4,711 posts, read 4,830,711 times
Reputation: 4838
Quote:
Originally Posted by Nonesuch View Post
Schools and school-age children are the root cause of our high property taxes, and even our pension fund shortfall

NH needs to consider more options to reduce . . . . public school expenditures.

Yes.

Cut all Art programs.
Cut all Music programs.
Cut all foreign language programs.
Cut all shop programs.
Cut all physical education programs.
No more spending of building gymnasiums.
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Old 07-05-2017, 09:29 AM
 
2,660 posts, read 1,275,234 times
Reputation: 2513
Quote:
Originally Posted by unit731 View Post
Yes.

Cut all Art programs.
Cut all Music programs.
Cut all foreign language programs.
Cut all shop programs.
Cut all physical education programs.
No more spending of building gymnasiums.
You mean NH still has these? They've been cut already in many states. After all, how useful is a foreign language these days?

Art or Music? puleeze.

I went to a Jesuit college prep HS. We wasted NO time on art or music, to no loss that I could ever see. The arty types these days have plenty of time to get their fix in college in things like musical theatre or art history, good prep for entering the job world as a barrista....

Frankly, I find it hard to see the value in any of the humanities. Learning good writing is important of course, but there's no need to learn that in an "English" class that spends most of its time focusing on "literature" that none of us remember, none of us understood, with questions that were unanswerable except by the teacher such as the search for meaning.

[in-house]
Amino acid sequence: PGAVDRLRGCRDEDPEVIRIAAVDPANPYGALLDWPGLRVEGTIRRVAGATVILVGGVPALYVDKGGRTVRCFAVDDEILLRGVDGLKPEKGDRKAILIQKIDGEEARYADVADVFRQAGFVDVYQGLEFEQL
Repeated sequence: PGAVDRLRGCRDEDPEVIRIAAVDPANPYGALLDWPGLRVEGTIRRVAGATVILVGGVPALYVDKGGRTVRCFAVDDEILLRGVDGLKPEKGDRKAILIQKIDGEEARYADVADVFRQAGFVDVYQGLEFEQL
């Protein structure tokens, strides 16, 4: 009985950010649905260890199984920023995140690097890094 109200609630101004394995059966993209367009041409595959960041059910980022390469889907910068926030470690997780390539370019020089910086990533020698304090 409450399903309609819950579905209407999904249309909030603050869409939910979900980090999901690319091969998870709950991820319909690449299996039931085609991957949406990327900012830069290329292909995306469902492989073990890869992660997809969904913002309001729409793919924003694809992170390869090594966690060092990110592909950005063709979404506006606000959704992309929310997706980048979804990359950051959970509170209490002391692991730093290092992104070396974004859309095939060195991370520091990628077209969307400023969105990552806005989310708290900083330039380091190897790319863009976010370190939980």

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Old 07-05-2017, 09:40 AM
 
Location: Barrington, NH!
1,209 posts, read 1,811,464 times
Reputation: 1751
Quote:
Originally Posted by unit731 View Post
Yes.

Cut all Art programs.
Cut all Music programs.
Cut all foreign language programs.
Cut all shop programs.
Cut all physical education programs.
No more spending of building gymnasiums.
Correct. Because we don't want to spark any creativity in our kids, right? Or give them anything fun to do in school to keep them motivated like Phys Ed. I think shop programs are mostly at the Career Technical Center High Schools now unlike when I was in high school.

Why would we want to expose our kids to anything other than math and writing and science, right? We don't need to introduce them to anything that might spark an interest or broaden their creative skills. Because creativity plays no part in our economy, right?

Quite drastic. No gyms? Many schools use their gyms for other purposes too. Multi-use space.
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Old 07-05-2017, 09:41 AM
 
Location: Barrington, NH!
1,209 posts, read 1,811,464 times
Reputation: 1751
Quote:
Originally Posted by bigbear99 View Post
After all, how useful is a foreign language these days?
You are being sarcastic, right?